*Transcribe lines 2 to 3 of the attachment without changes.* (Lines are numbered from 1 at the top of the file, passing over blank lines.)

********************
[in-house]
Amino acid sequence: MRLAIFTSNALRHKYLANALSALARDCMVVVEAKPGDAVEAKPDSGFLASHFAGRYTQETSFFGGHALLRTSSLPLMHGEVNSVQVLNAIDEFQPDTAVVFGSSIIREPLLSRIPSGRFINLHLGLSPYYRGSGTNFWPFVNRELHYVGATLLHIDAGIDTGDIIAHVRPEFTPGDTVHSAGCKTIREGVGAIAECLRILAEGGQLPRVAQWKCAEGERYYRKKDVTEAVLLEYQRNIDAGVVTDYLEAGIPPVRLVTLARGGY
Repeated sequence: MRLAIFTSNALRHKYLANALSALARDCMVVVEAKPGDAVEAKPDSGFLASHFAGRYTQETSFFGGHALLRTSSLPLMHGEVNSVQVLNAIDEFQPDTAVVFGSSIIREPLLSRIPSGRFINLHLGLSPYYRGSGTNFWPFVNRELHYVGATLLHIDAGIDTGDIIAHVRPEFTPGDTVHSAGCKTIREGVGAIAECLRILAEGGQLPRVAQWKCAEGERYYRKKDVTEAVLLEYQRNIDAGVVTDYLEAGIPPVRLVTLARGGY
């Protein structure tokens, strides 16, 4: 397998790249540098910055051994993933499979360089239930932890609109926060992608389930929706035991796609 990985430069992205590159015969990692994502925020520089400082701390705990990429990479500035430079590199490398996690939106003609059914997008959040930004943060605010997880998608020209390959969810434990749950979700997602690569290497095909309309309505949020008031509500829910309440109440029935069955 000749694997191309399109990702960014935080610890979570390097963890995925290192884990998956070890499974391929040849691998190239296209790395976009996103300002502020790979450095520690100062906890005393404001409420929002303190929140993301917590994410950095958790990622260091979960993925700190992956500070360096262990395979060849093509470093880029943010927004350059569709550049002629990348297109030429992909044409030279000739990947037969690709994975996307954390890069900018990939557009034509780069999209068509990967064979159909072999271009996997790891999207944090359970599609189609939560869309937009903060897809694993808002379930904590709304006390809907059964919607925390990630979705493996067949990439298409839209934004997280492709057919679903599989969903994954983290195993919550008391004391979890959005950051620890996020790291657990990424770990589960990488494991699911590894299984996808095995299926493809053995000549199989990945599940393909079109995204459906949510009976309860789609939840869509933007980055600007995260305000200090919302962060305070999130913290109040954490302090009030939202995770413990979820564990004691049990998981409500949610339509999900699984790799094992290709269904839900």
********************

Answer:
Amino acid sequence: MRLAIFTSNALRHKYLANALSALARDCMVVVEAKPGDAVEAKPDSGFLASHFAGRYTQETSFFGGHALLRTSSLPLMHGEVNSVQVLNAIDEFQPDTAVVFGSSIIREPLLSRIPSGRFINLHLGLSPYYRGSGTNFWPFVNRELHYVGATLLHIDAGIDTGDIIAHVRPEFTPGDTVHSAGCKTIREGVGAIAECLRILAEGGQLPRVAQWKCAEGERYYRKKDVTEAVLLEYQRNIDAGVVTDYLEAGIPPVRLVTLARGGY
Repeated sequence: MRLAIFTSNALRHKYLANALSALARDCMVVVEAKPGDAVEAKPDSGFLASHFAGRYTQETSFFGGHALLRTSSLPLMHGEVNSVQVLNAIDEFQPDTAVVFGSSIIREPLLSRIPSGRFINLHLGLSPYYRGSGTNFWPFVNRELHYVGATLLHIDAGIDTGDIIAHVRPEFTPGDTVHSAGCKTIREGVGAIAECLRILAEGGQLPRVAQWKCAEGERYYRKKDVTEAVLLEYQRNIDAGVVTDYLEAGIPPVRLVTLARGGY